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Opinion

On Isa Genzken

Portrait: Isa Genzken in her studio in Berlin, 2003 by Albrecht Fuchs
Article by: Àngels Miralda Tena
Artwork (below) : Isa Genzken, Dan, 1999. Courtesy Graesslin Collection


From 1994 to 2003, Isa Genzken worked on a series of sculptures with the form of columns. These tiled blocks are upright sculptures with portions of matter and mirrored material. Standing approximately at human height they are too small to be monuments, but too large to stand on a plinth. They are portraits, each named after a particular person including famous artists and gallerists. The work Dan (1999) forms part of this series and contains the critical and layered gestures that characterize the entirety of Genzken’s work.

Mirrored reflective column alongside other sculptures by Isa Genzken

Isa Genzken – Installation view ‘Sky Energy’ at David Zwirner, 2018

Dan is a body that acts like a screen, displaying the bodies of visitors in space through a chorus of visual perspectives emanating from its form.

Referencing punk and subcultures, the surface of Dan is composed of an assemblaged array of banal everyday materials. The colour squares reference the history of art, geometric abstraction, and composition, but the regularity is broken by Genzken’s emphasis on the imperfection of the hand-made. This imperfection is reflected in Dan’s multiplicity.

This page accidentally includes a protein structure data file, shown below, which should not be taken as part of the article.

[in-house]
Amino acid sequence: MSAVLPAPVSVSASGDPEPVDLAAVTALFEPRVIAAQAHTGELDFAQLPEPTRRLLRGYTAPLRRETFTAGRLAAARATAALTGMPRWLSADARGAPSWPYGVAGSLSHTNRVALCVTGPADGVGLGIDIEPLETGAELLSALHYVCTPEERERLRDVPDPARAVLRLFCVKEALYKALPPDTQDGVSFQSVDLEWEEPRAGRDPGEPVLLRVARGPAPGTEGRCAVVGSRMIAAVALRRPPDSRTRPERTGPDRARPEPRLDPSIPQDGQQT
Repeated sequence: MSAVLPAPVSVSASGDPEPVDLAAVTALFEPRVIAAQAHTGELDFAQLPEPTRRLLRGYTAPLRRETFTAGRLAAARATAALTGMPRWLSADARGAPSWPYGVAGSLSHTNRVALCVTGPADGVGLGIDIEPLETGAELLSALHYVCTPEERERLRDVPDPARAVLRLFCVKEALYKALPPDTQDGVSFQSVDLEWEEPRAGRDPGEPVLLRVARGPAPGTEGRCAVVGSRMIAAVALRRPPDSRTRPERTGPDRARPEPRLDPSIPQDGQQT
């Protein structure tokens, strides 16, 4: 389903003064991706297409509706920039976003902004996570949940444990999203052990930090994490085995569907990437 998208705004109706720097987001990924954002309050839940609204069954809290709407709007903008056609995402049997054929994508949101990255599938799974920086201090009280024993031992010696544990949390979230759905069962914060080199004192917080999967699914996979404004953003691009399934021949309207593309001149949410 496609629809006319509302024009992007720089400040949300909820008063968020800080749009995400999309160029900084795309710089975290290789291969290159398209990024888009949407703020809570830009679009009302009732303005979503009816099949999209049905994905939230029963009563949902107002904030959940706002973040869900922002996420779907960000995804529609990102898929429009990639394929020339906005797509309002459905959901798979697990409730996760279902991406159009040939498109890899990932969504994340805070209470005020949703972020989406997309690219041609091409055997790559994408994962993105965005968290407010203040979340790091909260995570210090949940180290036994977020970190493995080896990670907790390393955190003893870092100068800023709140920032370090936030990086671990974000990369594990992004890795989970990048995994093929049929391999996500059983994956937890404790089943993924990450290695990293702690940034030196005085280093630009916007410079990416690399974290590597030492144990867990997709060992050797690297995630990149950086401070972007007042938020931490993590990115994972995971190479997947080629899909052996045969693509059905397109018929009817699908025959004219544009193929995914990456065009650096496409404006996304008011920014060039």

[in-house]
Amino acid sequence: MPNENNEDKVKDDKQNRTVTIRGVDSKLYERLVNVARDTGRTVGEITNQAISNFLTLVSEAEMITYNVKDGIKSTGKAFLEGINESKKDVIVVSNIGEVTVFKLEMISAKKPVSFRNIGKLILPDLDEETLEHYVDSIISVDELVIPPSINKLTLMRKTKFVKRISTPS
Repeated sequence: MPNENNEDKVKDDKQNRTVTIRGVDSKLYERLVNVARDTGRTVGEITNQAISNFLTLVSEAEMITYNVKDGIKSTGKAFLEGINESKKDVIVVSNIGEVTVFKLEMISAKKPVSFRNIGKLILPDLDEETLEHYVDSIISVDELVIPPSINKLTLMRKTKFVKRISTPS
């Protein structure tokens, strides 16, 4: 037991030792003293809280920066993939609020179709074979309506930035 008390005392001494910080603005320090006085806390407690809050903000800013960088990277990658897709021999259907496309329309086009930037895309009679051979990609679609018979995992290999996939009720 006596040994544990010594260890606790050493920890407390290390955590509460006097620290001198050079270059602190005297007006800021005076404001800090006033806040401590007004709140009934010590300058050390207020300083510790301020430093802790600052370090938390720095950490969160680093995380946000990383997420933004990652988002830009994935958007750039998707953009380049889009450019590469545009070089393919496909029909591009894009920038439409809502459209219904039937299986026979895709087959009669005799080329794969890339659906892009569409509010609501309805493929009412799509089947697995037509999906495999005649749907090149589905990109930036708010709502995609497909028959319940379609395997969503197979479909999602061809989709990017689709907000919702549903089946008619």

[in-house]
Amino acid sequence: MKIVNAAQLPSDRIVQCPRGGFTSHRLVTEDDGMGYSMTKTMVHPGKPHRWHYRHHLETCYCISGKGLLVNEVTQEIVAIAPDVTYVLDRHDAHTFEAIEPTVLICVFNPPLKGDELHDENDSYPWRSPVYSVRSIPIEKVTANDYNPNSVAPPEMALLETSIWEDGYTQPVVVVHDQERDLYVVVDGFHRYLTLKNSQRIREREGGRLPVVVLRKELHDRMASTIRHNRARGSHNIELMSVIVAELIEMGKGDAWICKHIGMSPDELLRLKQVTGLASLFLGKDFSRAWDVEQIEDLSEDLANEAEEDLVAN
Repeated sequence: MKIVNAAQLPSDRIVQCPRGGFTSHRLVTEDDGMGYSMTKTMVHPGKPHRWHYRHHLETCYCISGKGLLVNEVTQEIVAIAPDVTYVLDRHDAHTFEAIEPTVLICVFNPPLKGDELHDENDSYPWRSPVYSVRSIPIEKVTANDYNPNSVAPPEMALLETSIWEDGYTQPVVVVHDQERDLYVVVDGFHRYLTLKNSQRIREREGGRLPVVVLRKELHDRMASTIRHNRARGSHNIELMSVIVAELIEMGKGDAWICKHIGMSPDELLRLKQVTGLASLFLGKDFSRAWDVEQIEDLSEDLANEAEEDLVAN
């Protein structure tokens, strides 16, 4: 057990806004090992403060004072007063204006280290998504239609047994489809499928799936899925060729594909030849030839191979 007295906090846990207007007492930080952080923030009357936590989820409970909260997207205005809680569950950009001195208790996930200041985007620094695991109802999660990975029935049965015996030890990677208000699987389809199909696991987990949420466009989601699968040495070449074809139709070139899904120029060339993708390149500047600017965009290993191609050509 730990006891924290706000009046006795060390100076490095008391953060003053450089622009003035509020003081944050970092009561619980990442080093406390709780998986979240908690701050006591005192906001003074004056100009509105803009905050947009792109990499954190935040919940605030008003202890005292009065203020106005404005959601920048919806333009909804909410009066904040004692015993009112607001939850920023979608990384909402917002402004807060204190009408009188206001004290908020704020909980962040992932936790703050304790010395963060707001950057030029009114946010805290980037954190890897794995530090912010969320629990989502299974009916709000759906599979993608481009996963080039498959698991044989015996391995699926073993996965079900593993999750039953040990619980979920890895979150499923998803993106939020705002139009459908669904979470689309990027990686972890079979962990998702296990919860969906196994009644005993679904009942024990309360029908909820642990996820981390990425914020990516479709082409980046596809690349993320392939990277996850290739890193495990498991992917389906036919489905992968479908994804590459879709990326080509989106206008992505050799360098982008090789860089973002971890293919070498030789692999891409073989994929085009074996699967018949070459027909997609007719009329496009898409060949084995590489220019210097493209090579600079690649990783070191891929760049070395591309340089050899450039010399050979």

Colored and reflective column sculpture with clear, red and orange colors by Isa Genzken

Isa Genzken – Wolfgang, 1998 (wood, plastic, and metal) Collection Shaw/Gursky Family Trust © Isa Genzken, courtesy of the artist and Galerie Buchholz, Cologne/Berlin

Although the column is recognizably a single object, the broken reflectivity compels another reading. Dan is a body that acts like a screen, displaying the bodies of visitors in space through a chorus of visual perspectives emanating from its form. _Dan_’s sides collage fragmented singularities and different visual perspectives of the space it inhabits. While Dan is noticeably singular, its identity is fragmented into many. Between being and reflection, Genzken illustrates an interconnected and broken society in which the distance between a and b is an infinite illusion.

End.

This article is part of a series of special features for the exhibition ‘1-31’ curated by Adam Carr.

Experience Digital Exhibition ‘1-31’
62.2K
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